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Close to the edge: Hair raising pictures from Kulen Mountain

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The giant overhanging rock is situated in an area known as Mahendraparvata – an ancient city of the Khmer Empire era only uncovered in 2012 – with views extending over the Phnom Kulen National Park. Pha Lina

Close to the edge: Hair raising pictures from Kulen Mountain

A new hair raising attraction on Kulen Mountain has finally opened to the public, with people flocking to the protruding cliff edge overlooking green mountainous forests to take photographs.

The giant overhanging rock is situated in an area known as Mahendraparvata – an ancient city of the Khmer Empire era in Cambodia only uncovered in 2012 – with views extending over the beautiful and luscious Phnom Kulen National Park. Its moon-like cratered surface only adds to the otherworldly feel.

Van Vorng, 35, a security guard stationed near the attraction, warns families with children and those suffering from acrophobia (a fear of heights) to be cautious.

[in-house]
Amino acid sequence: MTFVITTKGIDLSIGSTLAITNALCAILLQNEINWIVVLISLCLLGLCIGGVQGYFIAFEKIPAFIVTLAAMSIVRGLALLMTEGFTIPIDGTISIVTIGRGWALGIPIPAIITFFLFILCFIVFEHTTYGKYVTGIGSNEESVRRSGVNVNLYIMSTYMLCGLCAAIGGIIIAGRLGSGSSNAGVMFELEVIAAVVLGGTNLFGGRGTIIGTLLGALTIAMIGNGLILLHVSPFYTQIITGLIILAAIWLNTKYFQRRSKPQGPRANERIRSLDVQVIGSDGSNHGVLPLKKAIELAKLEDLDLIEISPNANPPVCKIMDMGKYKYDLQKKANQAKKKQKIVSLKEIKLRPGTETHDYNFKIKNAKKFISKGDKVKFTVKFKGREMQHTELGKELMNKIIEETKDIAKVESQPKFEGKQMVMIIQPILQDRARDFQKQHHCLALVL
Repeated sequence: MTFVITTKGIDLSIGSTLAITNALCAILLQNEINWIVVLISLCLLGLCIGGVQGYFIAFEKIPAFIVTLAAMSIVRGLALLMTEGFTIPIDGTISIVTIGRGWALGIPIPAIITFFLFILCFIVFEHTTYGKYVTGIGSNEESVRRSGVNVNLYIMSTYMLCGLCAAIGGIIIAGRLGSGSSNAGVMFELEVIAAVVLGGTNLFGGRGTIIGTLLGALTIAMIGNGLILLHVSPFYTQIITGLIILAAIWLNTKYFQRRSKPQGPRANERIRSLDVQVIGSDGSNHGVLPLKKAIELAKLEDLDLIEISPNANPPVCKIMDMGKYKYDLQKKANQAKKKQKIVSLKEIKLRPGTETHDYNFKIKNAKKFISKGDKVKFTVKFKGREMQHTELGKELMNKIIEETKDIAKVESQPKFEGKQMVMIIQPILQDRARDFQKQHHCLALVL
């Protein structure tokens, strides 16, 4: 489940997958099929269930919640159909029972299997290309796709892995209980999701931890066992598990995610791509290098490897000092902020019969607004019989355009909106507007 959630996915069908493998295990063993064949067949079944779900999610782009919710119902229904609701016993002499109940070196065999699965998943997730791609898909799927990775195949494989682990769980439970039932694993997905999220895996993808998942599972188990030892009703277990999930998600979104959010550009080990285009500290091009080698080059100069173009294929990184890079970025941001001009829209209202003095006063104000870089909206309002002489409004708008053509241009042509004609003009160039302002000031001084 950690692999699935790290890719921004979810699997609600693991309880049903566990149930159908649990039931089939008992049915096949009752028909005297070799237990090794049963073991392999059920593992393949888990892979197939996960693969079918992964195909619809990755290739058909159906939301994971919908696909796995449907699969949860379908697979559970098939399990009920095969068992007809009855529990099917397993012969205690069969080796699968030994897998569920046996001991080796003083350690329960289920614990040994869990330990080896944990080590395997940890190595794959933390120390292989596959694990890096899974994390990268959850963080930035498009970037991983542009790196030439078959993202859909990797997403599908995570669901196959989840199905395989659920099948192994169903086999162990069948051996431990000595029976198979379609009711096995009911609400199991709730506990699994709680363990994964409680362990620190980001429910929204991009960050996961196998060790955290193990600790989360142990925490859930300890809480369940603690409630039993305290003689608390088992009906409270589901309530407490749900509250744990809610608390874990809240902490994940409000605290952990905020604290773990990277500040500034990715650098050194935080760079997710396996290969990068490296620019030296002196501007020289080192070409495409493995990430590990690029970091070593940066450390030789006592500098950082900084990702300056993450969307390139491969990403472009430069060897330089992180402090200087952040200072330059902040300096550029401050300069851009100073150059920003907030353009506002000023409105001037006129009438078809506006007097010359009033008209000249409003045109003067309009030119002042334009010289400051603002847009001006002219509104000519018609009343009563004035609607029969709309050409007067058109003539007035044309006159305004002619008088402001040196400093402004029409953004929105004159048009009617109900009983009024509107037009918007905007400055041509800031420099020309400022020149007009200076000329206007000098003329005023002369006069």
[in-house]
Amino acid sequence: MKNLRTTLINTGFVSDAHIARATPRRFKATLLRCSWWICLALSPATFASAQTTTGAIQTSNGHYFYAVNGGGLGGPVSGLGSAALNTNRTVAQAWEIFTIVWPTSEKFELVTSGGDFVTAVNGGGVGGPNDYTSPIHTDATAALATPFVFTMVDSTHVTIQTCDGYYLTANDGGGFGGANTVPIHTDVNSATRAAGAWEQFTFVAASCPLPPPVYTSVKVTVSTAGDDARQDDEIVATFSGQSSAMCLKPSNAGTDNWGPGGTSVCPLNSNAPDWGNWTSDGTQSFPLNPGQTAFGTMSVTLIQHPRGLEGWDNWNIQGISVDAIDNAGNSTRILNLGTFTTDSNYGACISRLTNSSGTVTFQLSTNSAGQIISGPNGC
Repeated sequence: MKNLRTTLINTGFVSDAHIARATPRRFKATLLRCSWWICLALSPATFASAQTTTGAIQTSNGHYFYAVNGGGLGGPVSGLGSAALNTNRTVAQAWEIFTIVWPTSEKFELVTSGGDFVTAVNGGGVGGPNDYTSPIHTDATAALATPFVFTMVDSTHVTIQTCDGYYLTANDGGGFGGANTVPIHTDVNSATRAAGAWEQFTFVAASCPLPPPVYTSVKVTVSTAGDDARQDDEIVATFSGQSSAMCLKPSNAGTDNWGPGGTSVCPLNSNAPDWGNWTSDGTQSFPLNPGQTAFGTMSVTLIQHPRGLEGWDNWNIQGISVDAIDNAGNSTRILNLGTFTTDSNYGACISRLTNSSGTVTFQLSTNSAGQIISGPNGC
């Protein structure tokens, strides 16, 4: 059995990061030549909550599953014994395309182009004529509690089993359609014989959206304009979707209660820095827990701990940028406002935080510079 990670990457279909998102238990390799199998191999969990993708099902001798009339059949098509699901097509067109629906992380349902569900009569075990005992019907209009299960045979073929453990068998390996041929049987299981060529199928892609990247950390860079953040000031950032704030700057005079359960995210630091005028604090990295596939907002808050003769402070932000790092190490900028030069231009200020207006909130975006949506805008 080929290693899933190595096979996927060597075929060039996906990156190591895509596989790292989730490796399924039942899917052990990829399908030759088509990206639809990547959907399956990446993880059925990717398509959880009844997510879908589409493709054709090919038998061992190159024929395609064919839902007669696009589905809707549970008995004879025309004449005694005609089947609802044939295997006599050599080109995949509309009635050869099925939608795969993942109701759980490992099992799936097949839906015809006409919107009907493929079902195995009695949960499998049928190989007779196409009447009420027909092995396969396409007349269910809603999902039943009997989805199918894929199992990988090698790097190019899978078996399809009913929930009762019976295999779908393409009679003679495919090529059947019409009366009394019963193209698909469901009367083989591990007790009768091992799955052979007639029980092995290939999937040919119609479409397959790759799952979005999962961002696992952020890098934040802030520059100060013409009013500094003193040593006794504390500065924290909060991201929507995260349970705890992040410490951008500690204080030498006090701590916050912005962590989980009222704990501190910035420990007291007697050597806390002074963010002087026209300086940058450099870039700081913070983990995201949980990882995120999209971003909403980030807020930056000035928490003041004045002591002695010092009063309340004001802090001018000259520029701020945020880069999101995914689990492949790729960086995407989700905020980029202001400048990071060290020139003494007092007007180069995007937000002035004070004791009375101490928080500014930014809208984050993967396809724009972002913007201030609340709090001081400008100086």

“We are worried about people’s safety because the cliff is quite high. People could easily become too bold and fall off, especially when taking photographs carelessly,” he said.

Vorng, a resident of a village on Kulen Mountain, said a popular activity among tourists and locals is a night time picnic and camping under the stars.

“If tourists are worried about their safety at night, they can ask for us to stand guard. Everyone who comes here must clean up after themselves to protect the environment,” he said.

Content image - Phnom Penh Post
Kulen Mountain is an isolated chain of small mountain plateau’s lying south of the Dangrek Mountains. Pha Lina

Kulen Mountain is formed of sandstone and is an isolated chain of small mountain plateau’s lying south of the Dangrek Mountains, 48km north of Siem Reap town in Siem Reap province.

The range stretches for approximately 40km and its highest point is 487m.

This site was added to Cambodia’s national Tentative List for World Heritage on September 1, 1992, is being considered for World Heritage criteria. The effort continued in 2016 when over 300 families were removed from already crowded areas and existing facilities for tourists were upgraded.

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